The Senate Foreign Relations Committee announced today it will hold fresh hearings on the nomination of U.N. Ambassador John Bolton, who failed to be confirmed by the Senate last year. The hearings are set for next Thursday, and the White House has scheduled Bolton on multiple Sunday morning news shows this weekend.
Sites like On the Face are bringing ordinary citizens together even as violence continues. “We have tons of things in common. We come from two of the most liberal, educated countries in the Middle East. Many of us received a western education. We have talked, wrote, and dreamed about open borders between our countries.”
This morning on the Today Show, White House Press Secretary Tony Snow argued that “nobody has been more diplomatically active than we have” in the Middle East, citing all the phone calls White House officials have made in recent days:
Real diplomacy requires more than just phone calls. Secretary of State Henry Kissinger famously went to the region and used “shuttle diplomacy” — meeting repeatedly with each party — to negotiate “disengagement agreements between Israel, Syria, and Egypt” following the 1973 Yom Kippur War. Similarly, in 1996, Secretary of State Warren Christopher spent “seven days shuttling between Damascus and Jerusalem” and successfully negotiated a “truce between Israel and Hezbollah guerrillas.” President Bill Clinton visited Israel in the midst of the 1996 terrorist attacks by Hamas to show U.S. support.
In contrast, the Bush administration has taken a “hands off approach,” and has derided diplomatic efforts as “naive and ineffectual.” Secretary of State Condoleezza Rice will finally visit the region next week, but has rejected calls to press for a cease-fire.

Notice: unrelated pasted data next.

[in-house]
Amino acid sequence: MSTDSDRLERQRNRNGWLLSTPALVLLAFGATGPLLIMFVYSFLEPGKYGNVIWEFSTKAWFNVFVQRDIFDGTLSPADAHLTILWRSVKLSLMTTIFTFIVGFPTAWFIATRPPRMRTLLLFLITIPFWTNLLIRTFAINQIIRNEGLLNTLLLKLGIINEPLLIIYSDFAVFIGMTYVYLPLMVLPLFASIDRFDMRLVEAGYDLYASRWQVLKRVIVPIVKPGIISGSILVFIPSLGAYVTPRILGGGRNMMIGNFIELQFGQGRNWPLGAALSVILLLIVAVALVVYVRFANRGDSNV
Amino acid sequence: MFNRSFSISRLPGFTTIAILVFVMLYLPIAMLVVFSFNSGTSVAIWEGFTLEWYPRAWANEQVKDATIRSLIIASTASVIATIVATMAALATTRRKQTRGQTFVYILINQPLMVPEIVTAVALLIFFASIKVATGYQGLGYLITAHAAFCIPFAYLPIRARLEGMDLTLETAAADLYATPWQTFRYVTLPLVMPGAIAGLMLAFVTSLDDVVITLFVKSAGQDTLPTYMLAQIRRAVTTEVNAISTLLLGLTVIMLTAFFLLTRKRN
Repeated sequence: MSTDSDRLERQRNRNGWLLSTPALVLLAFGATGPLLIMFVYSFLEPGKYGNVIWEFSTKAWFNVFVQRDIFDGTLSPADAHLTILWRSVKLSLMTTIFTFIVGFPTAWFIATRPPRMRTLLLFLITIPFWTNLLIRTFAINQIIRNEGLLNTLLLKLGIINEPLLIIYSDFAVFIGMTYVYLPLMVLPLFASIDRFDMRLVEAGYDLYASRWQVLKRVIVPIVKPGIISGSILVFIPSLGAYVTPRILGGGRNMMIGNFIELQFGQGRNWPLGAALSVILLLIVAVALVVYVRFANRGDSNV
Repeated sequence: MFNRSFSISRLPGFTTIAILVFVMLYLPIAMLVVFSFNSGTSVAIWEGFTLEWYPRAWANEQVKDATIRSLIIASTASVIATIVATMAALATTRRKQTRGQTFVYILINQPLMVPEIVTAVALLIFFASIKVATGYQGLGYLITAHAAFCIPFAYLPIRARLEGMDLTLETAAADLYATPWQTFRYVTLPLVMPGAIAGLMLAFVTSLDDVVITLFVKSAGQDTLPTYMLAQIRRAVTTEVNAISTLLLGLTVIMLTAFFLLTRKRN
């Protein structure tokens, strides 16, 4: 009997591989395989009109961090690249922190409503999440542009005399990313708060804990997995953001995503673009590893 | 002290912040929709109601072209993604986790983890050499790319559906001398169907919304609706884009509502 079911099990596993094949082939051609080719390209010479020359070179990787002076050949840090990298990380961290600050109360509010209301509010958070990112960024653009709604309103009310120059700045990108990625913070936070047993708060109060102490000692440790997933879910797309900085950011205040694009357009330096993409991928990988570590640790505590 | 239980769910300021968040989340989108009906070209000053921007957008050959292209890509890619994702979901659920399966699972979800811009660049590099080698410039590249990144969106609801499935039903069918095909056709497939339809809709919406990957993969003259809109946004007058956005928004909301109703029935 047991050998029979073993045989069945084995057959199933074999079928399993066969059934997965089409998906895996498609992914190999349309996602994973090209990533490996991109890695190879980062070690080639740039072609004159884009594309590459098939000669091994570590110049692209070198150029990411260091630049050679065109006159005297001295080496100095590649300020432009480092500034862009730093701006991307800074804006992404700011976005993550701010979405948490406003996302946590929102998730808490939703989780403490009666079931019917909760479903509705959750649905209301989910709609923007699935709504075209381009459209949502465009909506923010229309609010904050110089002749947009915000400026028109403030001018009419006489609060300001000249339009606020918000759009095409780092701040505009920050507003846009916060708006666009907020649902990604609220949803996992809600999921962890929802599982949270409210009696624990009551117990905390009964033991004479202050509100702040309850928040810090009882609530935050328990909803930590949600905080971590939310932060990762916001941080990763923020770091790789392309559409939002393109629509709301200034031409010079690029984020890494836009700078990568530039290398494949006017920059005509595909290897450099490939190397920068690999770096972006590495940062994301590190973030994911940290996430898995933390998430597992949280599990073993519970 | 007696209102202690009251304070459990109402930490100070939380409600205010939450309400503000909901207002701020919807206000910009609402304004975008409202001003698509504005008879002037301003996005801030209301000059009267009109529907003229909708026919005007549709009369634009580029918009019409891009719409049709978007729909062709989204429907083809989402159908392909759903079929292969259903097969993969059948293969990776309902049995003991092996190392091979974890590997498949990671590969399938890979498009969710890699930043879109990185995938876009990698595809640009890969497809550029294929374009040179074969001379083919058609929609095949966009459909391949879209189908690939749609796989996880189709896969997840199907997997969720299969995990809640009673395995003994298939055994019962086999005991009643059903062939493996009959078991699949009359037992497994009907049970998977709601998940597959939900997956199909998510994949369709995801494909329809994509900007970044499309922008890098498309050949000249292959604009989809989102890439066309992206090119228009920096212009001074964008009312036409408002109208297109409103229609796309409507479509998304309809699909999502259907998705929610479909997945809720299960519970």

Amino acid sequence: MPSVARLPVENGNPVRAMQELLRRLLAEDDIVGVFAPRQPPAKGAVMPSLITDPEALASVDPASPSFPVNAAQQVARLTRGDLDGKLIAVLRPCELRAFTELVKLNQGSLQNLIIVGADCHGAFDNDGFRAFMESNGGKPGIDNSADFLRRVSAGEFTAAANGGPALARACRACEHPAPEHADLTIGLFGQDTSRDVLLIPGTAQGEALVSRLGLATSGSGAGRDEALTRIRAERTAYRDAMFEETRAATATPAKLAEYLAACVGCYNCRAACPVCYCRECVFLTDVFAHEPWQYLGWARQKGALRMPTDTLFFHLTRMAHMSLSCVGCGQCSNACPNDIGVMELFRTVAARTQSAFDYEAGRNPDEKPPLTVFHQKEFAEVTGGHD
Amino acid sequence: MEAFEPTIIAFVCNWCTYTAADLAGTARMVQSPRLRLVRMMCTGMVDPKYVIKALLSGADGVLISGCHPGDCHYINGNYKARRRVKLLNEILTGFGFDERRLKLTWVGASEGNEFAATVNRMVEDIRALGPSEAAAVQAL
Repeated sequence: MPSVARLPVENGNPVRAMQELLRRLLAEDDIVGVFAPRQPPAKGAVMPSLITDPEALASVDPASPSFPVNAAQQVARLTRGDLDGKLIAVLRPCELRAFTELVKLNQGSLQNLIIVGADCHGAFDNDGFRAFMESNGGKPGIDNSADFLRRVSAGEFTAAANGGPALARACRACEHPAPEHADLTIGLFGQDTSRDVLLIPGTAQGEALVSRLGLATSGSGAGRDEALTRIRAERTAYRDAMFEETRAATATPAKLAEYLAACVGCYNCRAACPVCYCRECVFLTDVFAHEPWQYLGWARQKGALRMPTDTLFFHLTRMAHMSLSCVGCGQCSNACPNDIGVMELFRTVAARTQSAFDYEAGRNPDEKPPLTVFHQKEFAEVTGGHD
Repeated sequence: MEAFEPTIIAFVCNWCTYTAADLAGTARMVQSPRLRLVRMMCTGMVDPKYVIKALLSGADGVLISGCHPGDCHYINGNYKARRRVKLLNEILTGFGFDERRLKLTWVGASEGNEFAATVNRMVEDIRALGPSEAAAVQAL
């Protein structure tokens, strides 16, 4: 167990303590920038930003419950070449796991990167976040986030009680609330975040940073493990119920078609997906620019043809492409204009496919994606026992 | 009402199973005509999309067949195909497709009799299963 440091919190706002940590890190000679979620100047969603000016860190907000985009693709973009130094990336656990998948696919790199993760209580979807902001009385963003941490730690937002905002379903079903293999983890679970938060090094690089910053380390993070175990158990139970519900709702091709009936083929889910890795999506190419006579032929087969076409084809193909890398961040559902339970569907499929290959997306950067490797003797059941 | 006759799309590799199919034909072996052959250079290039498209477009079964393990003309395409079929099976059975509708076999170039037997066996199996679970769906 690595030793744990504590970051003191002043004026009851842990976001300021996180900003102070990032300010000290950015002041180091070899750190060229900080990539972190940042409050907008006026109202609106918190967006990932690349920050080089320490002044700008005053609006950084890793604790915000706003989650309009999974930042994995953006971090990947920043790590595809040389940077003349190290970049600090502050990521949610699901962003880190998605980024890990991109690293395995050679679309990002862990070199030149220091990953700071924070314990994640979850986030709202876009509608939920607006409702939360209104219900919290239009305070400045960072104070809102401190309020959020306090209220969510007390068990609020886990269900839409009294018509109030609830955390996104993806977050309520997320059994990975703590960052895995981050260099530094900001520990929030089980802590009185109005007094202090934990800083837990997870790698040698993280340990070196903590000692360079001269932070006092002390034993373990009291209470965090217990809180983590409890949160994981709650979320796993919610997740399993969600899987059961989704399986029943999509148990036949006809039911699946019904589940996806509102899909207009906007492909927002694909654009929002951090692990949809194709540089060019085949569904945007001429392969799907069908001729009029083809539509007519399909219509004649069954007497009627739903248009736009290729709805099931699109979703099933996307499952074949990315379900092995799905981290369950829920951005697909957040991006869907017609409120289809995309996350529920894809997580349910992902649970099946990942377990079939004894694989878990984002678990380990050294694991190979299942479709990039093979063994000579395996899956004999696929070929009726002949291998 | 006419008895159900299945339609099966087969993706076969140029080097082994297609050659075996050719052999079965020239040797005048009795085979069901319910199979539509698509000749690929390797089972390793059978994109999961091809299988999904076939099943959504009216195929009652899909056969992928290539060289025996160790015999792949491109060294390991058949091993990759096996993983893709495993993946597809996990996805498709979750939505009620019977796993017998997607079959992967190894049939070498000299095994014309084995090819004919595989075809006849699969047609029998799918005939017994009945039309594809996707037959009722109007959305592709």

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warns Lieutenant General David Richards, head of Nato’s international security force in Afghanistan.
The Bush administration’s evacuation of Americans in Lebanon has been disorganized and lagged behind the efforts of other countries. As of yesterday, only a few thousand had been able to evacuate, and they departed “two days after the first Europeans left on ships.” Denmark, for example, “evacuated more than 4,000 of its citizens” by Thursday.
Conservatives have reacted to this incompetence by attacking the evacuees:
Rush Limbaugh, 7/19:
Even in the eyes of our ingrate, spoiled-rotten little children, brat-type ingrate citizens in Beirut, it’s our fault. (Crying.) “It’s a war zone. It’s a war! How do I get out? (crying) We’re having to shield ourselves from the sun in cardboard.” (sobbing) That’s embarrassing.
Fox anchor Neil Cavuto, 7/20:
The media is playing up a lot of whining, complaining Americans in this country who said there’s been no warning, no communication.
TownHall.com columnist Mike Gallagher, 7/21:
Amazingly, we’re not even going to charge these ungrateful evacuees for the free trip home. … Their sense of outrage and entitlement is slowly but surely becoming the American way. And it’s positively disgusting.
Fox anchor Steve Doocy, 7/19:
Shockingly, after they’ve been plucked out of Beirut, a lot of them are whining and complaining that, you know what, I had to sleep on the concrete and they didn’t have any food for me to eat.
Watch Fox & Friends (a Fox correspondent in Cyprus disputes Doocy’s account, describing the evacuation conditions as “really chaotic”):
Congress passed a law requiring the Bush administration to estimate the future costs of the war in Iraq. Here’s an excerpt: